- The Washington Times - Friday, March 19, 2004

Asking for trouble

Morton Kondracke’s suggestion that Republicans could erase a 20-point Democratic lead in polls on health care by advocating compulsory health insurance (“Mandatory health insurance?” Commentary, Thursday) is curious.

Curious because the last Republican effort that abandoned limited-government principles — the new Medicare drug entitlement — has proved a political failure. As Mr. Kondracke notes, Republicans trail Democrats on the issue among voters. Meanwhile, supporters of limited government are furious.

Curious also because Mr. Kondracke recommends a worse apostasy. Once it is verboten not to purchase health insurance, the meaning of “health insurance” must be defined by law. Every interest group imaginable will descend upon Congress to ensure that coverage of the services it provides or the illnesses its members suffer is included. As the cost of coverage rises (and consumer choice and self-restraint vanish), increasing numbers of Americans will require subsidies until budgetary pressures force government to ration medical care.

Never mind a piddling $535 billion entitlement. Compulsory health insurance would bring the entire health care system under the thumb of the federal government. Sen. John Kerry’s health plan would socialize large parts of America’s health care system, yet even he finds compulsory health insurance too extreme to touch.

If Democrats are polling better on health care, it may be because voters prefer politicians who actually believe in what they’re doing. Republicans could reclaim that mantle with limited-government proposals — such as enhancing health savings accounts — that undo the rising costs and increasing bureaucratization of medical care that so many government interventions have wrought.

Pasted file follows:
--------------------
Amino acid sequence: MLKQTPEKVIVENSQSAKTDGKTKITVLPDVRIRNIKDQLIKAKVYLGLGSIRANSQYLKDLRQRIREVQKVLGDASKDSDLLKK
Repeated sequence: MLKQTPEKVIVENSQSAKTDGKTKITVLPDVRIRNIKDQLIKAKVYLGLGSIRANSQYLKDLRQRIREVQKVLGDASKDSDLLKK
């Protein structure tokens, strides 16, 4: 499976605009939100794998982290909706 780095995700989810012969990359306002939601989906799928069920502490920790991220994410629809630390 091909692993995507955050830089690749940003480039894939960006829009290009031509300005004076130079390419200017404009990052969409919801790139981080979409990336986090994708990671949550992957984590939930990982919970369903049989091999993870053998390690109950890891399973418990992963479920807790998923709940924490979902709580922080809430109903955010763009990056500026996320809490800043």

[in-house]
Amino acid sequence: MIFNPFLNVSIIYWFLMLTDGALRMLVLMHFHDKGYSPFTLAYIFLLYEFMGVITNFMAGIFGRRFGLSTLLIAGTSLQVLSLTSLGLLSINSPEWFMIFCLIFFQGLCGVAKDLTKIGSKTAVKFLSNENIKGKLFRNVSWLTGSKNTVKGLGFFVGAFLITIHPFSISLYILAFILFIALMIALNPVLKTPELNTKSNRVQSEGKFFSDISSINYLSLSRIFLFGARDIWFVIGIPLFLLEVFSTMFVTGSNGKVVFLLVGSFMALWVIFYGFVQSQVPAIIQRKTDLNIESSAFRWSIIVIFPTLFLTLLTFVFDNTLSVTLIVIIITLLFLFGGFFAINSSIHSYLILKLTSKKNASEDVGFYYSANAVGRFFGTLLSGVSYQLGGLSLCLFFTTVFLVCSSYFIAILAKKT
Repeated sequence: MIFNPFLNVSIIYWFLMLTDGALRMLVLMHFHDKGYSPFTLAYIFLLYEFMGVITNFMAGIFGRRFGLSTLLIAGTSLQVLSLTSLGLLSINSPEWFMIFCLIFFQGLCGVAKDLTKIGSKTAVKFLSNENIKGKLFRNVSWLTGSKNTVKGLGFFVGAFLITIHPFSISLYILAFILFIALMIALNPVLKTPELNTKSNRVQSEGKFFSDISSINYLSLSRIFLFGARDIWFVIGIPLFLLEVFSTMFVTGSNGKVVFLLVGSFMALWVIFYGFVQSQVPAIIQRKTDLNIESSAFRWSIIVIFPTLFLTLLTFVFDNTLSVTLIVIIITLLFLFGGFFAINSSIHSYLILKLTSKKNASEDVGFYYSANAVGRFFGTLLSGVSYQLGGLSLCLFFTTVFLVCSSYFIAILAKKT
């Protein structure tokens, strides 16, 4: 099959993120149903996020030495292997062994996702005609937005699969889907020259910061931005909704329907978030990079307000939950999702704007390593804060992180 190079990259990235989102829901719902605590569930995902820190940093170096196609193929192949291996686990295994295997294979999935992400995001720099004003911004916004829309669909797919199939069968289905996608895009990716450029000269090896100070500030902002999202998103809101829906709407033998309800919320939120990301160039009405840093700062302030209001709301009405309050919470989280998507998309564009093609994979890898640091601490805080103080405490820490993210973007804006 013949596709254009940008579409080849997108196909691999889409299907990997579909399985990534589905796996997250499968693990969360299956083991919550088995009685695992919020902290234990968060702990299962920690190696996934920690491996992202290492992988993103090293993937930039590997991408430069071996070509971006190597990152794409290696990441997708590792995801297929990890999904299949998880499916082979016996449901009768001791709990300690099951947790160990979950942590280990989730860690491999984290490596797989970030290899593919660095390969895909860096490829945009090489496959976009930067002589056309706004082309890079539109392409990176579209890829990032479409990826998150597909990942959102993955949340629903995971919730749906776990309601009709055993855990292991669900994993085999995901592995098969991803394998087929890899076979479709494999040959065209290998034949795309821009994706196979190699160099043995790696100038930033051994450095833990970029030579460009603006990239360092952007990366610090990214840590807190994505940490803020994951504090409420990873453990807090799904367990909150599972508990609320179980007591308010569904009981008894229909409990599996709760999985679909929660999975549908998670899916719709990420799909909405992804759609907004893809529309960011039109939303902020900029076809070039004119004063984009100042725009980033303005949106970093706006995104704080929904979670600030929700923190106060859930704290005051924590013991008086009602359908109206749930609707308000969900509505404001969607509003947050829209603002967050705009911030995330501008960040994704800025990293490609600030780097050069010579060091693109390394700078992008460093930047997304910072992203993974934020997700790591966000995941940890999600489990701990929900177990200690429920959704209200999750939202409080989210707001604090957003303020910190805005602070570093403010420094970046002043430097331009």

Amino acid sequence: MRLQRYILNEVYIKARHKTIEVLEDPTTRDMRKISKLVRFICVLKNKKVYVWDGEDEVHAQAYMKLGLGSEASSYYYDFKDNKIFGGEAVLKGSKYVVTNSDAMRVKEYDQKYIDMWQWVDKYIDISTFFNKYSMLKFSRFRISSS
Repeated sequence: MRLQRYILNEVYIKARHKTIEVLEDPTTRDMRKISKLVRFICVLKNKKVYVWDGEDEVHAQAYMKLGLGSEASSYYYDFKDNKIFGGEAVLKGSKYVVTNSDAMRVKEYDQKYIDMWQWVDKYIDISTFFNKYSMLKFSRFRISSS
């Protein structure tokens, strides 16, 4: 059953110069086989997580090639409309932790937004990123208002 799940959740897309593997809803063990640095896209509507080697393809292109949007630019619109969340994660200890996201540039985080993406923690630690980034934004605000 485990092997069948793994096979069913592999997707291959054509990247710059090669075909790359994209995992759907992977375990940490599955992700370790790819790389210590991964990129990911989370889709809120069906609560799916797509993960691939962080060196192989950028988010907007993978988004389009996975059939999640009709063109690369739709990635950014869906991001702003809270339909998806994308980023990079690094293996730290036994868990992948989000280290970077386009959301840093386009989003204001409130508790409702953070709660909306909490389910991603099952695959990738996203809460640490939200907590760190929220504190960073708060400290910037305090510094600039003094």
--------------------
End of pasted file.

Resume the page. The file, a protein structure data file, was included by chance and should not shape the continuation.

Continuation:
Director of health policy studies

Cato Institute


The war against terror, not Muslims

Georgie Anne Geyer (“Forsaking U.S. traditions,” Commentary, Tuesday) stretches Richard Perle and David Frum’s reference to the threat to Western civilization from a “radical strain within Islam” to refer to all Muslims. She then says: “These two men utterly hate the Islamic world and want the United States involved there in wars without end.”

It surely is not hating Islam to be gravely concerned about the terror threat from a small but incendiary group of Islamic extremists. The characterization of their goals as victory over Western nations, culture and religion (and, I might add, the state of Israel) is certainly accurate, as they themselves have often said. Any movement toward a peaceful resolution, in Iraq or elsewhere, is met with even greater terror by these extremists.

I wonder how Miss Geyer would characterize the goals of the Islamic terrorists whose actions seem more like terror for terror’s sake every day. It seems as if the seductive lure of terrorism leads to its becoming an end in itself. Yet there is a great difference between the radical Islamic terrorists and the vast majority of Muslims, who want to know a better world with peace and justice. It also seems to me that the whole Islamic world is beginning to wake up to this distinction as well. America should support this vast majority of Muslims who would welcome our help in creating a better life.


Charlottesville, Virginia[[$PARAGRAPH_OFF$]

Don’t halt progress in telecom

We are writing to take issue with your March 8 editorial “Stalling telecom deregulation.” Your editors maintain that the ruling of the U.S. Court of Appeals for the District of Columbia is better for the telecommunication industry’s recovery. We disagree.

When we worked together to pass the Telecommunications Act of 1996, we believed our intent to be crystal clear. Consumers would benefit from a dramatic increase in competition fueled by the ability of new entrants to connect easily and inexpensively with the monopoly networks. Before passage of the act, the regional Bell operating companies benefited from nearly a century of government-granted monopoly. We knew no monopolist would willingly open its market and that regulation was needed to create a transition from monopoly to a competitive marketplace. Eight years later, competition has advanced to the point where many consumers across the country can choose another local telephone provider.